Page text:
My research first brought me to the Hagley Library for their materials on early IBM and Remington Rand history. As I am working on a cultural history of punch cards, I was especially interested in Geoffrey D. Austrian’s research notes on Herman Hollerith—the inventor of the punch card tabulating machine in 1890—and any primary sources which illustrated the transition that punch cards (or perforated paper strips) make from tabulating machines to accounting machines to becoming the industry-standard method for programming commercial computers: photos, operating manuals, news clippings, etc.
I did find what I originally came looking for. But some of the most memorable materials, stuff which I am currently revisiting for my next dissertation chapter, I found at the edges of my research: visual ephemera around punch cards and gender in the United States. For instance, Hagley has many showroom photographs of Rand products, as well as advertisements for similar punch card machines in trade magazines, in which women—dressed as secretaries—are pictured as the machines’ primary operators. In one issue of The Punched Card Annual (1954-55), one feature titled “Punched Cards Helped the Bride Choose Blue” even seems to emulate the kinds of articles you might find in women’s magazines from the period.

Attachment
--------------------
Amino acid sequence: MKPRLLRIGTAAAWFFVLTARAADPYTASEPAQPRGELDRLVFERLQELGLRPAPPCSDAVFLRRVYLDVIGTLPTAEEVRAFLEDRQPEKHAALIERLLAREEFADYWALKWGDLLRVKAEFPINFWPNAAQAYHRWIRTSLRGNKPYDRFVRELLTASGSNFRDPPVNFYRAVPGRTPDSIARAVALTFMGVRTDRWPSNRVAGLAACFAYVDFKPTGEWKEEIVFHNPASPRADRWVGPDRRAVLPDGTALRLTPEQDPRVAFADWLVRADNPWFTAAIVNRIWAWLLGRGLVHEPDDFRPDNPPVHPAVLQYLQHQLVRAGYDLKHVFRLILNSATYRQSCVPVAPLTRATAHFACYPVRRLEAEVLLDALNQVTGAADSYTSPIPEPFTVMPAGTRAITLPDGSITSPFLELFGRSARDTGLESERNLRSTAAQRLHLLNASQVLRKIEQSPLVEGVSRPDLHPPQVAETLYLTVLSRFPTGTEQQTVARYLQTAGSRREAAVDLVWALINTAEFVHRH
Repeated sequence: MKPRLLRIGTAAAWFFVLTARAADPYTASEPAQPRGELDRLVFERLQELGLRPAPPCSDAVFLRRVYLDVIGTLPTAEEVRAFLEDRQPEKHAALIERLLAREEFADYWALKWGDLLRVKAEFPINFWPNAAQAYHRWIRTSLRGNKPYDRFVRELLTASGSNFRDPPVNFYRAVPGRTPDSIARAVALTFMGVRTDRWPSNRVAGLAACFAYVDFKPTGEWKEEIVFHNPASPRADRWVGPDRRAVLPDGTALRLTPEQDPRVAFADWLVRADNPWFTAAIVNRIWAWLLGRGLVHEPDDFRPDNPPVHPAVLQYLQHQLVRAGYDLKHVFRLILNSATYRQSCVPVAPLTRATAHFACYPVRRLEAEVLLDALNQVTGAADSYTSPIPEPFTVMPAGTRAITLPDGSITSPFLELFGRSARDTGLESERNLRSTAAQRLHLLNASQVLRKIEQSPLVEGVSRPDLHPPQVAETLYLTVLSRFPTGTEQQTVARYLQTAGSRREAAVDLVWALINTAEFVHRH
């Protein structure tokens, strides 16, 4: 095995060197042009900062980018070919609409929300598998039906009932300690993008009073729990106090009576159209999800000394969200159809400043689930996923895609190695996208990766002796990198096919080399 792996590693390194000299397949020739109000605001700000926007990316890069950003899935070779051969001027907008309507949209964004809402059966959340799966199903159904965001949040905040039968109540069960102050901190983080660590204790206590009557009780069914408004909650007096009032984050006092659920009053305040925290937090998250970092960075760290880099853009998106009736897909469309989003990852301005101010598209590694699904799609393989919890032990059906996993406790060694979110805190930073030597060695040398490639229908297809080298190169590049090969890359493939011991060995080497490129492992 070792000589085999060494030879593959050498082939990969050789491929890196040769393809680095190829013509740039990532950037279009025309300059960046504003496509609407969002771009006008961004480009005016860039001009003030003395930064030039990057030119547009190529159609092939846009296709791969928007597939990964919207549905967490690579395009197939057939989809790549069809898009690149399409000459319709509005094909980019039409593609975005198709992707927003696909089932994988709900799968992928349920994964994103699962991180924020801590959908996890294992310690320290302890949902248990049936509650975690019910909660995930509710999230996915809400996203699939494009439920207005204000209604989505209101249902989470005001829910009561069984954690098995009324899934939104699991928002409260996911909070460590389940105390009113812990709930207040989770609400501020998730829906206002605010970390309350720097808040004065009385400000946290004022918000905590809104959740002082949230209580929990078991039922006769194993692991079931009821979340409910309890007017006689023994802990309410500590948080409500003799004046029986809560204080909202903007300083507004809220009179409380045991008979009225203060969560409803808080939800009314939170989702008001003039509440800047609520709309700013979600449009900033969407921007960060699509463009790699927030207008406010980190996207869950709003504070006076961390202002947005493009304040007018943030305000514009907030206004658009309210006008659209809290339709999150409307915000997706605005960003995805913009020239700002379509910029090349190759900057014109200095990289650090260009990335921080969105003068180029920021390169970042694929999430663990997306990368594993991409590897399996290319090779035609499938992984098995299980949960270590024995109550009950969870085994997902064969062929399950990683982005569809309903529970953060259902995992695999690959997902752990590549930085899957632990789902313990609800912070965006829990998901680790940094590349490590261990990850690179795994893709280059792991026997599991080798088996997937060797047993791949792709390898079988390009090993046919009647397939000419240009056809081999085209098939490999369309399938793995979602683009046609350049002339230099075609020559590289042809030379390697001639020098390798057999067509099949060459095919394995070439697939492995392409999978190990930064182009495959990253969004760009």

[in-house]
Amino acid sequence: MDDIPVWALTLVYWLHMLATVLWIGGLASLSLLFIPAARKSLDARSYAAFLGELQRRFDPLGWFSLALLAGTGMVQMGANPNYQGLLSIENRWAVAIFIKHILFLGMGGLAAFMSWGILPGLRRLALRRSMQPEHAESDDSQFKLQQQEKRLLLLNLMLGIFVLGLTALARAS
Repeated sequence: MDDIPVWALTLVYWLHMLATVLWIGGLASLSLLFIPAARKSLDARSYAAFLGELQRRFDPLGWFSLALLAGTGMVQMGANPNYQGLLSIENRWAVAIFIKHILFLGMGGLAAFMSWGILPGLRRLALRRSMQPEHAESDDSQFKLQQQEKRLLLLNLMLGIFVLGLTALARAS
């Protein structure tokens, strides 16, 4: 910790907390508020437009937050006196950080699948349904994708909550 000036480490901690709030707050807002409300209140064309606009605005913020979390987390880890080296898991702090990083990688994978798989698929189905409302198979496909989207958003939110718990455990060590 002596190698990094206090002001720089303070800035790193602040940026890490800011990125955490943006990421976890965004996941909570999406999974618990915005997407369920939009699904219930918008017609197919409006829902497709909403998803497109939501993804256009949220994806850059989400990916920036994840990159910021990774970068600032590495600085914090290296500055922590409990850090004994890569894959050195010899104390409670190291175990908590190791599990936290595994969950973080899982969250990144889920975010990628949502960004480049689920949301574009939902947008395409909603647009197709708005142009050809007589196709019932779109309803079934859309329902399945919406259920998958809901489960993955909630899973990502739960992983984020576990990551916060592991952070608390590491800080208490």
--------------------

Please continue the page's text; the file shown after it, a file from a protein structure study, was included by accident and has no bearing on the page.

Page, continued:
When I first browsed through these materials, I was drawn to how often women occupied the center of this history. It was especially interesting to think about these images alongside similar visual culture from a century before; among the Barton H. Jenks papers, for instance, there is an 1867 catalogue for Jenks’s Bridesburg Manufacturing Company that features, on one page, a woman standing beside an iron loom programmed by perforated paper. She is operating the machine by only toggling a switch, not unlike the women in the Rand-equipped offices turning knobs. These images delegate women to secretarial and even “magician’s assistant” roles. They grant these women technical knowhow while also constructing their contribution as that which is beneath the status of the weaver or engineer. Currently, I am thinking about how these images fit into a larger trend regarding labor, gender, and early machine programming.
The centerpiece of my research at Hagley, however, was something I had been looking forward to seeing firsthand: an 1876 textile souvenir from William H. Horstmann & Sons, woven in silk on a Jacquard loom, which depicted a “View of Independence Hall.” The tableau likely required thousands of punched cards in order to program the loom. While there are earlier and more complex examples from nineteenth-century France, this is the earliest such vanity production I’ve found so far in the United States. It was a delight to be able to examine it up close—as it was to be working in such a serene and beautiful setting as the Hagley Library. Highly recommend a visit in Fall!
Zachary M. Mann is a PhD Candidate in English Literature at the University of Southern California, and a 2019-2020 recipient of a Hagley Museum & Library Exploratory Research Grant from the Center for the History of Business, Technology, & Society. You may contact Mann at email@example.com.